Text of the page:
Monday, September 19, 2011

Thoughts about the links among founding fathers

There is an interesting site on genealogical relationships among presidents of the United States.

At the time of the American Revolution, Virginia was by far the most populous state, followed by Massachusetts (which at the time included what are now Maine and Vermont), Pennsylvania, North Carolina, New York and Connecticut in that order.

Presidents Washington (1), Jefferson (3), Madison (4) and  Monroe (5) were from Virginia and each served for two terms or eight years. Presidents John Adams (2) and John Quincy Adams (6) were from Massachusetts and served 8 years between them. Thus the presidency was held by people from the two most populated states at the time of the Revolution for the first 40 years after the Constitution went into effect.

Of course, the two Adams presidents were father and son.

James Madison was married to the sister of George Washington's nephew's wife.

William Henry Harrison, the 9th president was elected from Ohio but born in Virginia. He was the son of a Virginia signatory of the Declaration of Independence. Harrison's maternal uncle was married to Martha Washington's sister. Thomas Jefferson was his second cousin. His Grandson, Benjamin Harrison was the 23rd president. He was a distant cousin of John Tyler (10) who was also from Virginia.

Zachary Taylor (12) was born in Virginia (although elected from Louisiana after a military career). He was a third cousin of George Washington, and related to Franklin Delano Roosevelt (and Robert E. Lee).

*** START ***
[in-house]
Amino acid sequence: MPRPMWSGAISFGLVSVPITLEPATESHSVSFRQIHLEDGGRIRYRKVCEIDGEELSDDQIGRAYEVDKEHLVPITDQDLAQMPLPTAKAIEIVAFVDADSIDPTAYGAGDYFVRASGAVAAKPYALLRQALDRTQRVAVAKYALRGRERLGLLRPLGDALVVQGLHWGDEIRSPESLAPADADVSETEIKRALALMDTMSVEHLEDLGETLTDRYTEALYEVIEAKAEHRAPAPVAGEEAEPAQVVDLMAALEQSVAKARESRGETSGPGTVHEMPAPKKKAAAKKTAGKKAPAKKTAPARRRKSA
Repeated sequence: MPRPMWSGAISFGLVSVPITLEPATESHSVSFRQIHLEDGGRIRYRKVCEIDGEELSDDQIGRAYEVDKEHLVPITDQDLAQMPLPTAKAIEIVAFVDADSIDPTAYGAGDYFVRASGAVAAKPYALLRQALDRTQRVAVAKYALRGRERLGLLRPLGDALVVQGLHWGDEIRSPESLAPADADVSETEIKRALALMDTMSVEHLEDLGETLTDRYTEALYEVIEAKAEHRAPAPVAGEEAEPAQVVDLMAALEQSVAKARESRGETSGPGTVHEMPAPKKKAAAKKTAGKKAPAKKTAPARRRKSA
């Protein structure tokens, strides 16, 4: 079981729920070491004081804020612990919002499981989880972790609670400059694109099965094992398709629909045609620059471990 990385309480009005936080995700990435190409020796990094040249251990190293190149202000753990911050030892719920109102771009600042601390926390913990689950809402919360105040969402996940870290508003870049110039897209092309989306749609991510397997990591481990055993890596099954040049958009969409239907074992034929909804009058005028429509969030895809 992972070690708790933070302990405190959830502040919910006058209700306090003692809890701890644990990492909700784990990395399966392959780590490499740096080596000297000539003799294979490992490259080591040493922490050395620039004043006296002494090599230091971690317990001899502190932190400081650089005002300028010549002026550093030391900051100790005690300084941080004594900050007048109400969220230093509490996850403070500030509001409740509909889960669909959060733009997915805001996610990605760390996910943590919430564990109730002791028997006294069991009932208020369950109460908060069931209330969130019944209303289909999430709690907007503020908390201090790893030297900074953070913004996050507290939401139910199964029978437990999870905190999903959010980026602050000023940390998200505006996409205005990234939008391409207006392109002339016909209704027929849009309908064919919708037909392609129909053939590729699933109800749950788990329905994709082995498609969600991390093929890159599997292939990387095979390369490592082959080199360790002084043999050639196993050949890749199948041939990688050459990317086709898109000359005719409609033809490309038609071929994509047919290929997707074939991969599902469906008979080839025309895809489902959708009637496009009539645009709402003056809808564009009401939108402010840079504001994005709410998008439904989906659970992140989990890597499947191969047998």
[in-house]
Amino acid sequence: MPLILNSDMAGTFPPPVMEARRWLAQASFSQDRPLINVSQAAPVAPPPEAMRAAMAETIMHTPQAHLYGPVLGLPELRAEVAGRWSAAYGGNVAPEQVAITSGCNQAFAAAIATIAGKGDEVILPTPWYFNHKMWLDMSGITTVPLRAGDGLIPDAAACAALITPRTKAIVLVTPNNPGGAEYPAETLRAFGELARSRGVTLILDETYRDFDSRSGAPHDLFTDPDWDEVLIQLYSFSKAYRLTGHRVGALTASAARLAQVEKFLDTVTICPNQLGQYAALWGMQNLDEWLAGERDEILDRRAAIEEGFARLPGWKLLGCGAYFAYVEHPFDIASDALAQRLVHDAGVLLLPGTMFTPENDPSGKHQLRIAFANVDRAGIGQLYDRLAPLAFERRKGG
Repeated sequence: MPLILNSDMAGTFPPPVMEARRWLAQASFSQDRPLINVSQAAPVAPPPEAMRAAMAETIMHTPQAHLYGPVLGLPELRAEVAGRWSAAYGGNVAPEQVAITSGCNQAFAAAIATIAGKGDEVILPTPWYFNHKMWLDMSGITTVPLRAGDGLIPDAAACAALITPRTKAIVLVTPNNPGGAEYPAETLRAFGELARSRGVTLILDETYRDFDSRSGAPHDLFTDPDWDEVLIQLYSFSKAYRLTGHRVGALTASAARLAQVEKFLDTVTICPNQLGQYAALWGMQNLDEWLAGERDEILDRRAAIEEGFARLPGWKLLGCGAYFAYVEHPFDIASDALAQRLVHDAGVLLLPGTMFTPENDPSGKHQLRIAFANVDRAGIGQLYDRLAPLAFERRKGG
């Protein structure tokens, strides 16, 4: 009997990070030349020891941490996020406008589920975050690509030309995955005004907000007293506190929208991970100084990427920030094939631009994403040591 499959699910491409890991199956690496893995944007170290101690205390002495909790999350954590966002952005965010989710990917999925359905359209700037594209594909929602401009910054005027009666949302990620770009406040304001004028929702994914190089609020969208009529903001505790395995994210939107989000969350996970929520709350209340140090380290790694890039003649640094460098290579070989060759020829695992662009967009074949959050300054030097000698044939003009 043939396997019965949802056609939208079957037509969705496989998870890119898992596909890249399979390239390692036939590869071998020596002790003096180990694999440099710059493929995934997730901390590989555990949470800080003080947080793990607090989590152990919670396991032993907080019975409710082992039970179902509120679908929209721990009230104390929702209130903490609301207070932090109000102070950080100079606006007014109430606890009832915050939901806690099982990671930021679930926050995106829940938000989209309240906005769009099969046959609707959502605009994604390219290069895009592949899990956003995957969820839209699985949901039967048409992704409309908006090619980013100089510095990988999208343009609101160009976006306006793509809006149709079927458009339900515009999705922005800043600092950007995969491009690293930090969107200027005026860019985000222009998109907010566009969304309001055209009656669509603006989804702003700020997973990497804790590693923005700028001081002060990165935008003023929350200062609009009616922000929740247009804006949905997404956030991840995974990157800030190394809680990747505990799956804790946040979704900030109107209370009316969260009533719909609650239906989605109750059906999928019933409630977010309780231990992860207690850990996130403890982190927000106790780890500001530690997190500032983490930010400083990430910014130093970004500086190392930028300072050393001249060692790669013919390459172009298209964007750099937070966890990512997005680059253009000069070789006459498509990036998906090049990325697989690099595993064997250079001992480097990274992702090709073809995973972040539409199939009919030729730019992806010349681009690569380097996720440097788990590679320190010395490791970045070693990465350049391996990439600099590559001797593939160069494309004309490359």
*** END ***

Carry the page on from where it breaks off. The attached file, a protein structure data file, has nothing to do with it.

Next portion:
Martin Van Buren (8) was from New York. He was related to later presidents from New York Theodore Roosevelt (30) and Franklin Delano Roosevelt (32).

Washington is also related directly or indirectly to Zackary Tailor, William Howard Taft, Grover Cleveland and Franklin Delano Roosevelt, George W. Buah, and Hillary Rodham Clinton.
The Adams family was related to Millard Filmore, Calvin Coolidge and Franklin Delano Roosevelt.

Not surprisingly, the most populous states have tended to produce presidents. We think of the United States as having democratic government rather than aristocratic one, but in the time of our founding fathers the stratum of potential presidents was very thin and very connected. Not only did many of the early presidents know each other well as colleagues and neighbors. but they also had family ties.

Of course in our time we have seen Franklin Delano Roosevelt married to Theodore Roosevelt's niece who was also a distant cousin, and the Bush father and son presidents. There are many more links between presidents and well known political leaders such as senators.

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